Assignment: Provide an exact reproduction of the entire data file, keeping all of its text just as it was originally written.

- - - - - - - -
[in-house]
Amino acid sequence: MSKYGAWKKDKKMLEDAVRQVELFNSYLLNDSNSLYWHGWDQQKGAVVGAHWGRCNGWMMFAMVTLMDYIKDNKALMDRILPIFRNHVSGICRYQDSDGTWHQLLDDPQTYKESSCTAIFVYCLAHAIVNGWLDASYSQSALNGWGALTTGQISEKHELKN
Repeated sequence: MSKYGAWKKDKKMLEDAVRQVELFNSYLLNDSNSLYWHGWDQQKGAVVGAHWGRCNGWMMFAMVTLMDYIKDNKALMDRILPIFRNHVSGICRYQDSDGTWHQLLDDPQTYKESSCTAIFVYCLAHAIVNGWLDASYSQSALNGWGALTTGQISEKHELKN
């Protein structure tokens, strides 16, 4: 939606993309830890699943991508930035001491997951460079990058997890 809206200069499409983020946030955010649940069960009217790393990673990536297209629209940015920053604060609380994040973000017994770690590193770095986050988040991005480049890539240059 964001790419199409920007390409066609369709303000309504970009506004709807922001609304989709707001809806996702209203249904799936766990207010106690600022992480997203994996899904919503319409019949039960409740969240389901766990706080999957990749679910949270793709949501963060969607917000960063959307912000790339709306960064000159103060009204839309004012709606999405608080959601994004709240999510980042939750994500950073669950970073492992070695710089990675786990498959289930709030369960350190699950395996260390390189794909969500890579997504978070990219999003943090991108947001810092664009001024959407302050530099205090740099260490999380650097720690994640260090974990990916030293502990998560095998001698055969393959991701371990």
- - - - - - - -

[in-house]
Amino acid sequence: MSKYGAWKKDKKMLEDAVRQVELFNSYLLNDSNSLYWHGWDQQKGAVVGAHWGRCNGWMMFAMVTLMDYIKDNKALMDRILPIFRNHVSGICRYQDSDGTWHQLLDDPQTYKESSCTAIFVYCLAHAIVNGWLDASYSQSALNGWGALTTGQISEKHELKN
Repeated sequence: MSKYGAWKKDKKMLEDAVRQVELFNSYLLNDSNSLYWHGWDQQKGAVVGAHWGRCNGWMMFAMVTLMDYIKDNKALMDRILPIFRNHVSGICRYQDSDGTWHQLLDDPQTYKESSCTAIFVYCLAHAIVNGWLDASYSQSALNGWGALTTGQISEKHELKN
């Protein structure tokens, strides 16, 4: 939606993309830890699943991508930035001491997951460079990058997890 809206200069499409983020946030955010649940069960009217790393990673990536297209629209940015920053604060609380994040973000017994770690590193770095986050988040991005480049890539240059 964001790419199409920007390409066609369709303000309504970009506004709807922001609304989709707001809806996702209203249904799936766990207010106690600022992480997203994996899904919503319409019949039960409740969240389901766990706080999957990749679910949270793709949501963060969607917000960063959307912000790339709306960064000159103060009204839309004012709606999405608080959601994004709240999510980042939750994500950073669950970073492992070695710089990675786990498959289930709030369960350190699950395996260390390189794909969500890579997504978070990219999003943090991108947001810092664009001024959407302050530099205090740099260490999380650097720690994640260090974990990916030293502990998560095998001698055969393959991701371990």